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Measuring the physical and economic impact of filarial lymphoedema in Chikwawa district, Malawi: a case-control study

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  • Michelle C Stanton
  • Masato Yamauchi
  • Square Z Mkwanda
  • Paul Ndhlovu
  • Dorothy Emmie Matipula
  • Charles Mackenzie
  • Louise A Kelly-Hope
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Article number28
<mark>Journal publication date</mark>3/04/2017
<mark>Journal</mark>Infectious diseases of poverty
Issue number1
Volume6
Number of pages9
Publication statusPublished
Original languageEnglish

Abstract

BACKGROUND: Lymphatic filariasis (LF) is one of the primary causes of lymphoedema in sub-Saharan Africa, and has a significant impact on the quality of life (QoL) of those affected. In this paper we assess the relative impact of lymphoedema on mobility and income in Chikwawa district, Malawi.

METHODS: A random sample of 31 people with lymphoedema and 31 matched controls completed a QoL questionnaire from which both an overall and a mobility-specific score were calculated. Two mobility tests were undertaken, namely the 10 m walking test [10MWT] and timed up and go [TUG] test, and a subset of 10 cases-control pairs wore GPS data loggers for 3 weeks to measure their mobility in a more natural setting. Retrospective economic data was collected from all 31 case-control pairs, and each participant undertaking the GPS activity recorded daily earnings and health expenditure throughout the observation period.

RESULTS: Cases had a significantly poorer overall QoL (cases = 32.2, controls = 6.0, P < 0.01) and mobility-specific (cases = 43.1, controls = 7.4, P < 0.01) scores in comparison to controls. Cases were also significantly slower (P < 0.01) at completing the timed mobility tests, e.g. mean 10MWT speed of 0.83 m/s in comparison to 1.10 m/s for controls. An inconsistent relationship was observed between mobility-specific QoL scores and the timed test results for cases (10MWT correlation = -0.06, 95% CI = (-0.41, 0.30)), indicating that their perceived disability differed from their measured disability, whereas the results were consistent for controls (10MWT correlation = -0.61, 95% CI = (-0.79, -0.34)). GPS summaries indicated that cases generally walk shorter distances at slower speeds than control, covering a smaller geographical area (median area by kernel smoothing: cases = 1.25 km2, controls = 2.10 km2, P = 0.16). Cases reported earning less than half that earned by controls per week (cases = $0.70, controls = $1.86, P = 0.064), with a smaller proportion of their earnings (16% vs 22%, P = 0.461) being spent on healthcare.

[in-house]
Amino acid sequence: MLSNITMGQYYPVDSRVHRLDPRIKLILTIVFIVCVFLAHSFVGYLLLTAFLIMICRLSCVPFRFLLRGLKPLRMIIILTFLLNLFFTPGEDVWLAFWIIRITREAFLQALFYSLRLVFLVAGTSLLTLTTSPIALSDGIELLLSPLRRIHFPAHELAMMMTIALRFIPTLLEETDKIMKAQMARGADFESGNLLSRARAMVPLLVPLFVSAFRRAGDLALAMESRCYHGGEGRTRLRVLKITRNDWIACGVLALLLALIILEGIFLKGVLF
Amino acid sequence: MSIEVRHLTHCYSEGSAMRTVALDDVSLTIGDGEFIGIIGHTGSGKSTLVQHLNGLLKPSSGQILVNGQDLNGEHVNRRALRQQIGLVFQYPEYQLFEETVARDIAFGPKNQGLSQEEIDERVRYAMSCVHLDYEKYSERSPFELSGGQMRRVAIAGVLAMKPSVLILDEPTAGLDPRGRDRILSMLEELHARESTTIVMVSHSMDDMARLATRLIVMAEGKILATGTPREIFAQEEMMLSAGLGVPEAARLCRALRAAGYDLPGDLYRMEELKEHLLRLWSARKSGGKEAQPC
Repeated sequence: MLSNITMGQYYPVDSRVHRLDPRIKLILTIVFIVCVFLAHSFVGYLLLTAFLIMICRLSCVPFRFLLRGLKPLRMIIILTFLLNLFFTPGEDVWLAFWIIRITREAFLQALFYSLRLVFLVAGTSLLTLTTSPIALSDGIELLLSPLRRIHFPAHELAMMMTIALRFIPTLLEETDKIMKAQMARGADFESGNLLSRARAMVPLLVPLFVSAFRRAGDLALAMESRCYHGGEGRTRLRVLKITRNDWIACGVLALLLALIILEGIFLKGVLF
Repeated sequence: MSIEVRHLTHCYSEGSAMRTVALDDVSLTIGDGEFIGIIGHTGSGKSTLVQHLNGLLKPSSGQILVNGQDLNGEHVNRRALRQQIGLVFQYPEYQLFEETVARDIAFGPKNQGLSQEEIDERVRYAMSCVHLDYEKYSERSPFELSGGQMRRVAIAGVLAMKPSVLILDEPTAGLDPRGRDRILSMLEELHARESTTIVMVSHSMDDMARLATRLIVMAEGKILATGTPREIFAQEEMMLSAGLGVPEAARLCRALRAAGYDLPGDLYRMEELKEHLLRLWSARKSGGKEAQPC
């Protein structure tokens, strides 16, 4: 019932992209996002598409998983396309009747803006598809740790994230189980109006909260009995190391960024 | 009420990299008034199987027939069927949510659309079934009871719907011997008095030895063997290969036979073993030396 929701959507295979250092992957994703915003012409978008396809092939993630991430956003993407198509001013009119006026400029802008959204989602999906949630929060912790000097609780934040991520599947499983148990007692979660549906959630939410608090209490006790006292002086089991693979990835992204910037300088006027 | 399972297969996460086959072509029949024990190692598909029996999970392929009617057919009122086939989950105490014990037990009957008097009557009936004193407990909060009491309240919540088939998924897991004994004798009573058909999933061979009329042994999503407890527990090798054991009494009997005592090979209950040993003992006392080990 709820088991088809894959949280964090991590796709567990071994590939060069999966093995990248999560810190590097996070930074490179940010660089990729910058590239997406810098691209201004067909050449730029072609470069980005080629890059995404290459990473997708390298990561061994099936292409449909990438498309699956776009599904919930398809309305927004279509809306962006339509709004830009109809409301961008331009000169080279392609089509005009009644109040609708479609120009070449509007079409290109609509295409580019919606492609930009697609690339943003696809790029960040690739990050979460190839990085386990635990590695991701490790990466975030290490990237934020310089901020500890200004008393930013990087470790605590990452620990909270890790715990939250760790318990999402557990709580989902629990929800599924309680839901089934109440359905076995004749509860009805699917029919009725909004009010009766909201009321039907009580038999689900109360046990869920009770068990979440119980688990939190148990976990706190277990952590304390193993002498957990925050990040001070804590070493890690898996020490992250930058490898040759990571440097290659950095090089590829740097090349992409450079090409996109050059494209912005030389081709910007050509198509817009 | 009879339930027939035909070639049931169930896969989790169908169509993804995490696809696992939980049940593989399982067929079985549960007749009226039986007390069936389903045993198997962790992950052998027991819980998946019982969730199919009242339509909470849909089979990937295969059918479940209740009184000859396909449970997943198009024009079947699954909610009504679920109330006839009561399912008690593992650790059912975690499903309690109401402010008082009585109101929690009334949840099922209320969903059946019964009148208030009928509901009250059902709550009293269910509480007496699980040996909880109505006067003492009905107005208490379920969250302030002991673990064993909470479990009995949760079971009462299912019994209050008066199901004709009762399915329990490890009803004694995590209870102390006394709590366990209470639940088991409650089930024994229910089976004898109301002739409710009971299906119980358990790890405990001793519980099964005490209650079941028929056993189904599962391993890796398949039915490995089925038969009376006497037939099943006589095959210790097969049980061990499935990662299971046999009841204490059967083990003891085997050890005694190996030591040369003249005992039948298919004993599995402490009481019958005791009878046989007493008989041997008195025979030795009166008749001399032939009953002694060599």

CONCLUSIONS: Those affected by lymphoedema are at a clear disadvantage to their unaffected peers, experiencing a lower QoL as confirmed by both subjective and objective mobility measures, and lower income. This study also indicates that objective measures of mobility may be a useful supplement to self-assessed QoL questionnaires when assessing the future impact of lymphoedema management interventions.